People have been laboring to get “beyond” good and evil, truth and falsehood, and male and female for a long time now. It’s getting clearer and clearer how very …continue reading
Jan. 6 at 9:34pm
Joy is no simple thing, it turns out. Pope Francis invites us to experience the “Joy of the Gospel” and immediately the misconceptions spring up like—let’s see--like bundled-up children on a snow day in Michigan.
Here are two misreadings I’ve run into:
Dec. 22, 2013, at 2:14am
Scarcely had I waded past the first paragraph of Evangelii Gaudium when I came across a very odd sentence.
It wasn’t about trickle-down economics, and it wasn’t about the salvation of atheists (although I just heard a good line about that: the question is not so much whether those who reject the Gospel can be saved, but whether we can be saved if we don’t preach it).
No, this was not about the usual bones of contention. The odd sentence was this:
The great danger in today’s world, pervaded as it is by consumerism, is the desolation and anguish born of a complacent yet covetous heart, the feverish pursuit of frivolous pleasures, and a blunted conscience.
Wait, what? How can you be …continue reading
Dec. 12, 2013, at 11:22pm
Do you admire Pope Francis?
Are you sure that’s a good thing?
Here’s what Soren Kierkegaard has to say about admirers in his short work, Provocations:
… Admirers are related to the admired only through the excitement of the imagination. To them he is like an actor on the stage except that, this being real life, the effect he produces is somewhat stronger. But for their part, admirers make the same demands that are made in the theater: to sit safe and calm.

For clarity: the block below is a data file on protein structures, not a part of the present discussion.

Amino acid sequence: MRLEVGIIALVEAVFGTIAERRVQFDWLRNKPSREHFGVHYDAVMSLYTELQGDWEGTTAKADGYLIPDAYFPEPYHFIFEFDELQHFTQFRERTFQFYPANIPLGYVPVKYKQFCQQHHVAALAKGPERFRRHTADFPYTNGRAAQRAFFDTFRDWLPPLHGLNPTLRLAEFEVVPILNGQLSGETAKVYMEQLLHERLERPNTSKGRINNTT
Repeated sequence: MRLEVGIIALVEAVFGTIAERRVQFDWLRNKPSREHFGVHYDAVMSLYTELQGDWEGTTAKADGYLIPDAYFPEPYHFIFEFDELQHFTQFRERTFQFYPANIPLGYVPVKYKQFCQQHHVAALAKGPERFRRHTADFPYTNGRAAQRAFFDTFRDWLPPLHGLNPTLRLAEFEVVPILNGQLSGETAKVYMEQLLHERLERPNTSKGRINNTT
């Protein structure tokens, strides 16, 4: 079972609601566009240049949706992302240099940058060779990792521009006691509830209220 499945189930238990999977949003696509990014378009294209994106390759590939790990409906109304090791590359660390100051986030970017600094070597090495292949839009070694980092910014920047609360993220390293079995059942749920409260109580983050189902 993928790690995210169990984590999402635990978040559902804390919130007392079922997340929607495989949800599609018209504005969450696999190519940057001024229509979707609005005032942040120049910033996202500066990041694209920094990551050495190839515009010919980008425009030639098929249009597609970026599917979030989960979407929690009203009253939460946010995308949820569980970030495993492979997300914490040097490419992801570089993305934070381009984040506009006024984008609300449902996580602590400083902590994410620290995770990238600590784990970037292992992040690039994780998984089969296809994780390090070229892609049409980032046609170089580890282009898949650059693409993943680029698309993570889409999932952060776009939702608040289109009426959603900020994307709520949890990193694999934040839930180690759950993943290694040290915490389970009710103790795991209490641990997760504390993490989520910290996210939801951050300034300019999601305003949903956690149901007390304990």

What’s the alternative, then? Kierkegaard addresses that, too:
What, then, is the difference betwee an admirer and a follower? A follower is or strives to be what he admires. An admirer, however, keeps himself personally …
Dec. 3, 2013, at 3:26am
In his homily during his daily mass the other day, Pope Francis warned against the spirit of worldliness. He called it “a fruit of the devil who makes his way forward with the spirit of secular worldliness” (http://www.romereports.com/palio/pope-take-note-adolescent-progressivism-protects-human-sacrifices-english-11629.html#.UouFmsScdya). These are strong words, and we have seen so far that Pope Francis is not afraid of calling the devil by his name nor speaking about the momentous choices each one of us has to make.
But is the “world” really that dangerous? What about being open to the world as Vatican II proposed? Should we be afraid of “the world” and retire to our little Catholic …continue reading